Nuclear weapons test fallout studies – radioecology competence developed
Environmental radioactivity in Finland is an established research field and has long traditions. Research started at the Department of Radiochemistry, University of Helsinki and at the predecessor of the Finnish Authority for Radiation and Nuclear Safety (STUK) in the last years of 1950s. Also Finnish Meteorological Institute started monitoring of atmospherich radioactivity at the same time. The most important task at the time was to clarify the effects of radioactive fallout from the atmospheric nuclear weapons tests in the environment and food chains. A major scientific achievement from that period was the study on a critical radiocesium-enriching food chain from lichen via reindeer into reindeer-herding Sami people observed in Finnish Lapland. Fallout studies remained the largest field in environmental radioactivity studies in the 1960s to 1970s and were extended to environmental behavior of transuranium elements in the early 1970s.
Importance of indoor radon becomes evident
Early 1980s the researchers at STUK revealed the importance of indoor radon to radiation doses to humans and in the coming years radon research became more and more important. Today we know that indoor radon in responsible for more than half of the average radiation dose to Finnish population and measures to decrease its intrusion into dwellings have been developed at STUK. The finding was of utmost importance in developing radiation protection strategy and practices.
Fallout of the Chernobyl accident requires good competence
The competence developed in the weapons tests fallout studies became very important in 1986 when Finland was exposed to a radioactive fallout from the Chernobyl accident. In fact Finland received the largest fallout excluding the three closest countries to Chernobyl, Ukraine, Belorussia and Russia. The environmental surveillance and research department of STUK had considerably increased to about 60 persons of which 20 were researchers. Thus they had good resources to react to the accident which they very well did. Department of Radiochemistry, University of Helsinki, focused on the behavior of transuranium elements in the environment and, for example, together with STUK and the Finnish Meteorological Institute unique spatial distribution maps of Pu, Np, Am and Cm in Finland were developed. It is no exaggeration to say that no other country has such a deep knowledge on distribution and behavior of radionuclides from the Chernobyl fallout on their own territory.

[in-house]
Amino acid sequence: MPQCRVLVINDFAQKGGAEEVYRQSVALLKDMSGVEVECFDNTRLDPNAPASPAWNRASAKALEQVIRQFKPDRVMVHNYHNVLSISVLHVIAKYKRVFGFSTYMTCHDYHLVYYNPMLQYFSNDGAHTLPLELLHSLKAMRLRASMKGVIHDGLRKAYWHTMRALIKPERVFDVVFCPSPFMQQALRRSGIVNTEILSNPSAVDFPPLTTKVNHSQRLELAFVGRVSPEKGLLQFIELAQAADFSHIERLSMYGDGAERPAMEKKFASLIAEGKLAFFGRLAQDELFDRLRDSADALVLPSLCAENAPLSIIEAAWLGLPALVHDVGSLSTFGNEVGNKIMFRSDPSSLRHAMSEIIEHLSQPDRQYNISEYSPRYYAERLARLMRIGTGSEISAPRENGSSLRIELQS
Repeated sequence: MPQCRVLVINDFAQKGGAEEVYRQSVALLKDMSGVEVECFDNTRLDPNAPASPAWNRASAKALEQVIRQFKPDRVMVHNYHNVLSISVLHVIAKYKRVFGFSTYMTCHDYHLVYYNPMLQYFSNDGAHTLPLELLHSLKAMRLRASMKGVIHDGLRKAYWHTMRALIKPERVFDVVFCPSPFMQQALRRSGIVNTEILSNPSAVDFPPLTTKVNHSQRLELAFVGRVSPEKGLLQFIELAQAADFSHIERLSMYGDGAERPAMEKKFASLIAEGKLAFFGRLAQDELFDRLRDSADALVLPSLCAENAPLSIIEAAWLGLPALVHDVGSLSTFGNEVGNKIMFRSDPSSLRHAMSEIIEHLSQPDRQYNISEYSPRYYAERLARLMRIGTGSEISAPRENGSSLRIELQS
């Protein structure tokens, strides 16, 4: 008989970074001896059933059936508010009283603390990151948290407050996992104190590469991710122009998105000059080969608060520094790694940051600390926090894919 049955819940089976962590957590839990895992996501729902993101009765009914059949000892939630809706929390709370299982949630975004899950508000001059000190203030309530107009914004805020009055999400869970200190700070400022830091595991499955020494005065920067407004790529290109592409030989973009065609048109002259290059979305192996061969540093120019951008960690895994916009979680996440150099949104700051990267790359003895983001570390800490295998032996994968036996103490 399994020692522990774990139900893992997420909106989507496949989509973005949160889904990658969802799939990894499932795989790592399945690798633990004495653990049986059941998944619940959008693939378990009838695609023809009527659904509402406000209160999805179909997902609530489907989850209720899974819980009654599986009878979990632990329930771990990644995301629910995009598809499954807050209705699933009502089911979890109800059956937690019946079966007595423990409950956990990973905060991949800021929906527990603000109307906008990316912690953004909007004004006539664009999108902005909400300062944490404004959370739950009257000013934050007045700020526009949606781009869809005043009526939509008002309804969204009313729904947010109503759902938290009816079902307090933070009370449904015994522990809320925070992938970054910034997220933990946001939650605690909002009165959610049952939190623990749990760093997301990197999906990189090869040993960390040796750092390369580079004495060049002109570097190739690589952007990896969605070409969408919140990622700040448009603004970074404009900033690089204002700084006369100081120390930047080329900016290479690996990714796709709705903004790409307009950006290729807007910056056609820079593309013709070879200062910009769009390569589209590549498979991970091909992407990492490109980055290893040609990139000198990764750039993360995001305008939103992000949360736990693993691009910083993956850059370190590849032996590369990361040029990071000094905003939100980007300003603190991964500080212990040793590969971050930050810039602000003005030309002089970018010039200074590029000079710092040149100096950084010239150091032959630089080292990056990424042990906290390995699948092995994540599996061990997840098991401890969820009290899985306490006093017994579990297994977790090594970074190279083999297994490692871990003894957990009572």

National needs to study naturally occurring radionuclides
Through intensive fallout studies we have, however, learned to know that the radioactive pollution has only a minor effect on the radiation doses to humans. Eve in the most critical groups, such as reindeer herders in 1960’s and most exposed groups after the Chernobyl accident, the doses from pollution radionuclides have been below that received from indoor radon on average. During the last twenty years or so, the importance of naturally occurring radionuclides has gained more attention in research in Finland. Studies like uranium series radionuclides of U, Ra, Po and Pb in the drinking water and in forest environment have tackled important national problems and considerably increased our knowledge in these areas. Latest achievements are studies on the behavior of naturally occurring radionuclides in the mining processes. Due to increasing mining activities and potential in Finland this field definitely needs further attention.
Studies on geological behavior of nuclear waste radionuclides brings new insight into environmental research
After constructing four nuclear power reactors in Finland in late 1970s and early 1980s geological behavior of radionuclides in relation to final disposal of spent nuclear fuel became a major research field in radiochemistry in Finland. This work, done to support safety analysis of final disposal, has been mainly carried out at the Laboratory of Radiochemistry, University of Helsinki, and the VTT Technical Research Centre, Finland. The radionuclides studied are largely the same as in traditional radioecological research, isotopes of Cs, Tc, Sr, I, TRUs etc., but also new radionuclides characteristic to spent nuclear fuel only, such as isotopes of C, Cl, Se, Mo, Nb, have been covered. Even though bedrock has been the main interest, compared to surface environment in traditional radioecology, the chemical and physical processes studied are largely the same. Main difference is that nuclear waste studies have been carried almost entirely using model experiments while in traditional radioecology actual environmental samples have been used.
Radiochemistry at the University of Helsinki in key role in educating experts
From the very beginning the environmental radioactivity studies have been mainly implemented by physicists and chemists. The chemists working in the field have been mainly educated at the Radiochemisty Department/Laboratory/Unit of the University of Helsinki. The unit has almost 60 years’ experience in working in this field, so it has the required traditions and knowledge to educate new experts to the field. It has relevant facilities, including laboratories and instruments, to do work in this field. Radiochemistry education at the University of Helsinki has internationally a unique, extensive radiochemistry teaching program covering handling and measurement of radionuclides and behavior of radionuclides in the environment.